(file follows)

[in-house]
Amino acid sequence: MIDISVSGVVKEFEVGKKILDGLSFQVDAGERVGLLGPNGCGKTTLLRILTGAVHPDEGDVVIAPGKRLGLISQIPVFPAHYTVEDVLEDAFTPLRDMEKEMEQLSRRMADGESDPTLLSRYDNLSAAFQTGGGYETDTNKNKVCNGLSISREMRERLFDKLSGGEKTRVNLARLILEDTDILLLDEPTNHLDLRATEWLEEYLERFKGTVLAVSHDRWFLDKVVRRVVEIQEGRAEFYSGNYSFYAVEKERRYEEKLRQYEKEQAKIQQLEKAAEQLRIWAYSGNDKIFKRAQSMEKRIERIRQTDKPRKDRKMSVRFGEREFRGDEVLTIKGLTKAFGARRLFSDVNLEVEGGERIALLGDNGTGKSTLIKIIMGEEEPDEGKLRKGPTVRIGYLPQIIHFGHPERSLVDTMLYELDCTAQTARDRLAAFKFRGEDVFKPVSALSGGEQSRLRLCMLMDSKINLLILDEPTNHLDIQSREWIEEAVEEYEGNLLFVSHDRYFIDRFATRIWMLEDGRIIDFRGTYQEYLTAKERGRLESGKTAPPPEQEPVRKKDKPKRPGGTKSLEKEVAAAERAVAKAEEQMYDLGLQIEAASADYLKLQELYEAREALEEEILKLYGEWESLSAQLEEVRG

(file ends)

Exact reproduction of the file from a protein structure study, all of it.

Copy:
[in-house]
Amino acid sequence: MIDISVSGVVKEFEVGKKILDGLSFQVDAGERVGLLGPNGCGKTTLLRILTGAVHPDEGDVVIAPGKRLGLISQIPVFPAHYTVEDVLEDAFTPLRDMEKEMEQLSRRMADGESDPTLLSRYDNLSAAFQTGGGYETDTNKNKVCNGLSISREMRERLFDKLSGGEKTRVNLARLILEDTDILLLDEPTNHLDLRATEWLEEYLERFKGTVLAVSHDRWFLDKVVRRVVEIQEGRAEFYSGNYSFYAVEKERRYEEKLRQYEKEQAKIQQLEKAAEQLRIWAYSGNDKIFKRAQSMEKRIERIRQTDKPRKDRKMSVRFGEREFRGDEVLTIKGLTKAFGARRLFSDVNLEVEGGERIALLGDNGTGKSTLIKIIMGEEEPDEGKLRKGPTVRIGYLPQIIHFGHPERSLVDTMLYELDCTAQTARDRLAAFKFRGEDVFKPVSALSGGEQSRLRLCMLMDSKINLLILDEPTNHLDIQSREWIEEAVEEYEGNLLFVSHDRYFIDRFATRIWMLEDGRIIDFRGTYQEYLTAKERGRLESGKTAPPPEQEPVRKKDKPKRPGGTKSLEKEVAAAERAVAKAEEQMYDLGLQIEAASADYLKLQELYEAREALEEEILKLYGEWESLSAQLEEVRG